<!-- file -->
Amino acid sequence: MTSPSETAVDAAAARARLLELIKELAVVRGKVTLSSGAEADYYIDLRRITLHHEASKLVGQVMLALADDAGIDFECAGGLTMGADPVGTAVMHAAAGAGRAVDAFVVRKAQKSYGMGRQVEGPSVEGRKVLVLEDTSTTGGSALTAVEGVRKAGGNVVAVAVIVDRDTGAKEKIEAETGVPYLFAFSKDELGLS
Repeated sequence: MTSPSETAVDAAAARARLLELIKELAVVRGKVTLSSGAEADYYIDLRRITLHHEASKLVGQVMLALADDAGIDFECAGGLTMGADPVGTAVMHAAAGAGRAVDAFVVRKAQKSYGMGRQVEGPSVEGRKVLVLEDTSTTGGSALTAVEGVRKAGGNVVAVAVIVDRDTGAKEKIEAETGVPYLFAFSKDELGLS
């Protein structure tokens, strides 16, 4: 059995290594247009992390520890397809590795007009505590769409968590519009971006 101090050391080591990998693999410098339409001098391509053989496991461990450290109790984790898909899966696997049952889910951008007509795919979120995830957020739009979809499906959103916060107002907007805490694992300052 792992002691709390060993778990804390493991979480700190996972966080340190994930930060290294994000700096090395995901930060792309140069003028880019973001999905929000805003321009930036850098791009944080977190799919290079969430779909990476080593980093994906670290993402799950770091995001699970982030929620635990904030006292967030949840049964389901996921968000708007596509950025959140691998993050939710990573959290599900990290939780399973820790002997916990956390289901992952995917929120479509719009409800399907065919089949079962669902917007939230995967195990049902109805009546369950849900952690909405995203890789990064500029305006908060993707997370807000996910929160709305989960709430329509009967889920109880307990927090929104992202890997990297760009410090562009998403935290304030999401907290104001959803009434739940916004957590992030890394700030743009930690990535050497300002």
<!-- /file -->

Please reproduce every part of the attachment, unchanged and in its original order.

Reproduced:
Amino acid sequence: MTSPSETAVDAAAARARLLELIKELAVVRGKVTLSSGAEADYYIDLRRITLHHEASKLVGQVMLALADDAGIDFECAGGLTMGADPVGTAVMHAAAGAGRAVDAFVVRKAQKSYGMGRQVEGPSVEGRKVLVLEDTSTTGGSALTAVEGVRKAGGNVVAVAVIVDRDTGAKEKIEAETGVPYLFAFSKDELGLS
Repeated sequence: MTSPSETAVDAAAARARLLELIKELAVVRGKVTLSSGAEADYYIDLRRITLHHEASKLVGQVMLALADDAGIDFECAGGLTMGADPVGTAVMHAAAGAGRAVDAFVVRKAQKSYGMGRQVEGPSVEGRKVLVLEDTSTTGGSALTAVEGVRKAGGNVVAVAVIVDRDTGAKEKIEAETGVPYLFAFSKDELGLS
């Protein structure tokens, strides 16, 4: 059995290594247009992390520890397809590795007009505590769409968590519009971006 101090050391080591990998693999410098339409001098391509053989496991461990450290109790984790898909899966696997049952889910951008007509795919979120995830957020739009979809499906959103916060107002907007805490694992300052 792992002691709390060993778990804390493991979480700190996972966080340190994930930060290294994000700096090395995901930060792309140069003028880019973001999905929000805003321009930036850098791009944080977190799919290079969430779909990476080593980093994906670290993402799950770091995001699970982030929620635990904030006292967030949840049964389901996921968000708007596509950025959140691998993050939710990573959290599900990290939780399973820790002997916990956390289901992952995917929120479509719009409800399907065919089949079962669902917007939230995967195990049902109805009546369950849900952690909405995203890789990064500029305006908060993707997370807000996910929160709305989960709430329509009967889920109880307990927090929104992202890997990297760009410090562009998403935290304030999401907290104001959803009434739940916004957590992030890394700030743009930690990535050497300002």